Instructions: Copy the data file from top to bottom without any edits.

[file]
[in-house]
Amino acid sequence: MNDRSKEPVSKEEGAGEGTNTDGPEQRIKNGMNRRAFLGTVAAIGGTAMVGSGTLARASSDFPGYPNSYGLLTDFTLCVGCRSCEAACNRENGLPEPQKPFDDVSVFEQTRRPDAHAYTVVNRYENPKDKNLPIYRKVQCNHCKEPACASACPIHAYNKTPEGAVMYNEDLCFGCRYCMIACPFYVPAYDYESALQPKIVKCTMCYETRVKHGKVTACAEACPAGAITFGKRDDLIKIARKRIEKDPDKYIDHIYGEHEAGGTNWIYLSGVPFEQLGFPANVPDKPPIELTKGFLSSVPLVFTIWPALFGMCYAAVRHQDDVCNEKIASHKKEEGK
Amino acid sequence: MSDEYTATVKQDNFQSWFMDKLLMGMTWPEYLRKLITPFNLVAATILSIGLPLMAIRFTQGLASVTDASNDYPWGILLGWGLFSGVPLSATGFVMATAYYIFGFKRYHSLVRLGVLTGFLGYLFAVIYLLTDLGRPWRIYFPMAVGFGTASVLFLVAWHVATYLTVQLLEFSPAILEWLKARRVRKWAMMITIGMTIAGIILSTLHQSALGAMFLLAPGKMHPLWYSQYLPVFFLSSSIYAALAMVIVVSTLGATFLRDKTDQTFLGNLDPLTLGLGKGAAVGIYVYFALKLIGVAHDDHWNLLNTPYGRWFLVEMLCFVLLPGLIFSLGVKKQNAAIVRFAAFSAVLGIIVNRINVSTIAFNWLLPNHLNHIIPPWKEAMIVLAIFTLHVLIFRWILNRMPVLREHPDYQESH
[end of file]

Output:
[in-house]
Amino acid sequence: MNDRSKEPVSKEEGAGEGTNTDGPEQRIKNGMNRRAFLGTVAAIGGTAMVGSGTLARASSDFPGYPNSYGLLTDFTLCVGCRSCEAACNRENGLPEPQKPFDDVSVFEQTRRPDAHAYTVVNRYENPKDKNLPIYRKVQCNHCKEPACASACPIHAYNKTPEGAVMYNEDLCFGCRYCMIACPFYVPAYDYESALQPKIVKCTMCYETRVKHGKVTACAEACPAGAITFGKRDDLIKIARKRIEKDPDKYIDHIYGEHEAGGTNWIYLSGVPFEQLGFPANVPDKPPIELTKGFLSSVPLVFTIWPALFGMCYAAVRHQDDVCNEKIASHKKEEGK
Amino acid sequence: MSDEYTATVKQDNFQSWFMDKLLMGMTWPEYLRKLITPFNLVAATILSIGLPLMAIRFTQGLASVTDASNDYPWGILLGWGLFSGVPLSATGFVMATAYYIFGFKRYHSLVRLGVLTGFLGYLFAVIYLLTDLGRPWRIYFPMAVGFGTASVLFLVAWHVATYLTVQLLEFSPAILEWLKARRVRKWAMMITIGMTIAGIILSTLHQSALGAMFLLAPGKMHPLWYSQYLPVFFLSSSIYAALAMVIVVSTLGATFLRDKTDQTFLGNLDPLTLGLGKGAAVGIYVYFALKLIGVAHDDHWNLLNTPYGRWFLVEMLCFVLLPGLIFSLGVKKQNAAIVRFAAFSAVLGIIVNRINVSTIAFNWLLPNHLNHIIPPWKEAMIVLAIFTLHVLIFRWILNRMPVLREHPDYQESH